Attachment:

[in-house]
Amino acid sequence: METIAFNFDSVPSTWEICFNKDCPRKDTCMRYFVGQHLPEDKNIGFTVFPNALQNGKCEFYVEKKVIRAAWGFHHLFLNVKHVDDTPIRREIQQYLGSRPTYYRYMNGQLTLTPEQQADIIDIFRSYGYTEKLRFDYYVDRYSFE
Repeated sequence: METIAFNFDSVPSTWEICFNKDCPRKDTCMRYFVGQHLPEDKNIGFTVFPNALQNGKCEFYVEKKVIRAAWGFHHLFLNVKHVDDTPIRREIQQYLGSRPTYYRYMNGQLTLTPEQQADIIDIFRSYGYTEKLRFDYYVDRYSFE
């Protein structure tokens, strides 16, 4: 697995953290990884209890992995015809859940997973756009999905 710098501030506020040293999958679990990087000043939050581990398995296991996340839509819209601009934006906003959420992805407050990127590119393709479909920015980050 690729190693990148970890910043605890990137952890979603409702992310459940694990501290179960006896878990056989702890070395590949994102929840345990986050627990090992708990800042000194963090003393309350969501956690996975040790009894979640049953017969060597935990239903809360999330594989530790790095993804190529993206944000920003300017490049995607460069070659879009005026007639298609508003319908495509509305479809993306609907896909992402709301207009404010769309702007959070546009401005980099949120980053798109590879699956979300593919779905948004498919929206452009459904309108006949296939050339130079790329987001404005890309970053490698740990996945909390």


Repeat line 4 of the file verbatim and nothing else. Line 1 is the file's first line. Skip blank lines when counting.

């Protein structure tokens, strides 16, 4: 697995953290990884209890992995015809859940997973756009999905 710098501030506020040293999958679990990087000043939050581990398995296991996340839509819209601009934006906003959420992805407050990127590119393709479909920015980050 690729190693990148970890910043605890990137952890979603409702992310459940694990501290179960006896878990056989702890070395590949994102929840345990986050627990090992708990800042000194963090003393309350969501956690996975040790009894979640049953017969060597935990239903809360999330594989530790790095993804190529993206944000920003300017490049995607460069070659879009005026007639298609508003319908495509509305479809993306609907896909992402709301207009404010769309702007959070546009401005980099949120980053798109590879699956979300593919779905948004498919929206452009459904309108006949296939050339130079790329987001404005890309970053490698740990996945909390």